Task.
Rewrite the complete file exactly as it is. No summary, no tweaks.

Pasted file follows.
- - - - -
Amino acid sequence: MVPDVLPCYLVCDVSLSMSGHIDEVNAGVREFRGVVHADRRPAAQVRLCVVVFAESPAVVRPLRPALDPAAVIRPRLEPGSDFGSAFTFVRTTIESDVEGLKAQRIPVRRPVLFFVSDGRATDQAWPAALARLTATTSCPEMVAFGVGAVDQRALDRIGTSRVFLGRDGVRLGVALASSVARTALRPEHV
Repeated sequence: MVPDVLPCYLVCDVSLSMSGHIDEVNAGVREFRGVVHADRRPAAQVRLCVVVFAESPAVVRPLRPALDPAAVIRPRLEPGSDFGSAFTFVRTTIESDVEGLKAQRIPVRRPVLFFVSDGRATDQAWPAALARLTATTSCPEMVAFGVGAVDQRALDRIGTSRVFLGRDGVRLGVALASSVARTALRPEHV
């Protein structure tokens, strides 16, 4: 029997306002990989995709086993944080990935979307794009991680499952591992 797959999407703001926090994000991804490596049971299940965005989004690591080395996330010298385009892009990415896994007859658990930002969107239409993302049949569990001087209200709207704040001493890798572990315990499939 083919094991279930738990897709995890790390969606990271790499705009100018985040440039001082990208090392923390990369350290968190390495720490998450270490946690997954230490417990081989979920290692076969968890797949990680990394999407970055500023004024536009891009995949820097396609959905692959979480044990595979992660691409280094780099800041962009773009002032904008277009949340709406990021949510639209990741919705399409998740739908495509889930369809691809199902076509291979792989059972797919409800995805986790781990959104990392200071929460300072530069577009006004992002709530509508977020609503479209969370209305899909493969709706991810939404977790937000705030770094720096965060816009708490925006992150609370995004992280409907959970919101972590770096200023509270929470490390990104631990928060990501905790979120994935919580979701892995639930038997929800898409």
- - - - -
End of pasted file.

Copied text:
Amino acid sequence: MVPDVLPCYLVCDVSLSMSGHIDEVNAGVREFRGVVHADRRPAAQVRLCVVVFAESPAVVRPLRPALDPAAVIRPRLEPGSDFGSAFTFVRTTIESDVEGLKAQRIPVRRPVLFFVSDGRATDQAWPAALARLTATTSCPEMVAFGVGAVDQRALDRIGTSRVFLGRDGVRLGVALASSVARTALRPEHV
Repeated sequence: MVPDVLPCYLVCDVSLSMSGHIDEVNAGVREFRGVVHADRRPAAQVRLCVVVFAESPAVVRPLRPALDPAAVIRPRLEPGSDFGSAFTFVRTTIESDVEGLKAQRIPVRRPVLFFVSDGRATDQAWPAALARLTATTSCPEMVAFGVGAVDQRALDRIGTSRVFLGRDGVRLGVALASSVARTALRPEHV
């Protein structure tokens, strides 16, 4: 029997306002990989995709086993944080990935979307794009991680499952591992 797959999407703001926090994000991804490596049971299940965005989004690591080395996330010298385009892009990415896994007859658990930002969107239409993302049949569990001087209200709207704040001493890798572990315990499939 083919094991279930738990897709995890790390969606990271790499705009100018985040440039001082990208090392923390990369350290968190390495720490998450270490946690997954230490417990081989979920290692076969968890797949990680990394999407970055500023004024536009891009995949820097396609959905692959979480044990595979992660691409280094780099800041962009773009002032904008277009949340709406990021949510639209990741919705399409998740739908495509889930369809691809199902076509291979792989059972797919409800995805986790781990959104990392200071929460300072530069577009006004992002709530509508977020609503479209969370209305899909493969709706991810939404977790937000705030770094720096965060816009708490925006992150609370995004992280409907959970919101972590770096200023509270929470490390990104631990928060990501905790979120994935919580979701892995639930038997929800898409």